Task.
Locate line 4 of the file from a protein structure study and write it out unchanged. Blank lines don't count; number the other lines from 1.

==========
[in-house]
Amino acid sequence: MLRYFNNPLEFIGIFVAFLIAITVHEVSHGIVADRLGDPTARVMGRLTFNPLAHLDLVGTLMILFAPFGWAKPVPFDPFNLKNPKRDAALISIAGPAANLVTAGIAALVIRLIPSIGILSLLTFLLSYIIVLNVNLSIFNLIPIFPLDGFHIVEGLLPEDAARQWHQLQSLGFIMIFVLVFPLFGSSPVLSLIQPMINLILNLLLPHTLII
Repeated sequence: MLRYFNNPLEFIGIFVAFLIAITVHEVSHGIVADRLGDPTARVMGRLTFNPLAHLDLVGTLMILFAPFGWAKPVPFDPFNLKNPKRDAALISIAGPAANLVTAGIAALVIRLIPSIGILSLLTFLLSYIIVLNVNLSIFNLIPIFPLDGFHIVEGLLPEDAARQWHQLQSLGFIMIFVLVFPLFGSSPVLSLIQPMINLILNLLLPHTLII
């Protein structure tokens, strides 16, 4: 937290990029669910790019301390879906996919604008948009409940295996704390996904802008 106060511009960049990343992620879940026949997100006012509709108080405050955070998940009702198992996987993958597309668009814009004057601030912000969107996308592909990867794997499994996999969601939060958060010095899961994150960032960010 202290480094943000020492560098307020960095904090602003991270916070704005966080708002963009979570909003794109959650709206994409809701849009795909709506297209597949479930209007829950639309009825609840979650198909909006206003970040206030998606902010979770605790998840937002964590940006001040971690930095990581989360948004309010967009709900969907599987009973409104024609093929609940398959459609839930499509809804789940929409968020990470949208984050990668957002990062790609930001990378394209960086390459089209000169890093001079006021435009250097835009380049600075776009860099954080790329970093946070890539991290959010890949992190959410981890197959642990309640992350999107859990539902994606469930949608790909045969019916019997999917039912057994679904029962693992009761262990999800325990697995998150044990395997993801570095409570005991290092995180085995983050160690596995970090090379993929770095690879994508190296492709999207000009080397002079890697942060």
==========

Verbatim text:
């Protein structure tokens, strides 16, 4: 937290990029669910790019301390879906996919604008948009409940295996704390996904802008 106060511009960049990343992620879940026949997100006012509709108080405050955070998940009702198992996987993958597309668009814009004057601030912000969107996308592909990867794997499994996999969601939060958060010095899961994150960032960010 202290480094943000020492560098307020960095904090602003991270916070704005966080708002963009979570909003794109959650709206994409809701849009795909709506297209597949479930209007829950639309009825609840979650198909909006206003970040206030998606902010979770605790998840937002964590940006001040971690930095990581989360948004309010967009709900969907599987009973409104024609093929609940398959459609839930499509809804789940929409968020990470949208984050990668957002990062790609930001990378394209960086390459089209000169890093001079006021435009250097835009380049600075776009860099954080790329970093946070890539991290959010890949992190959410981890197959642990309640992350999107859990539902994606469930949608790909045969019916019997999917039912057994679904029962693992009761262990999800325990697995998150044990395997993801570095409570005991290092995180085995983050160690596995970090090379993929770095690879994508190296492709999207000009080397002079890697942060």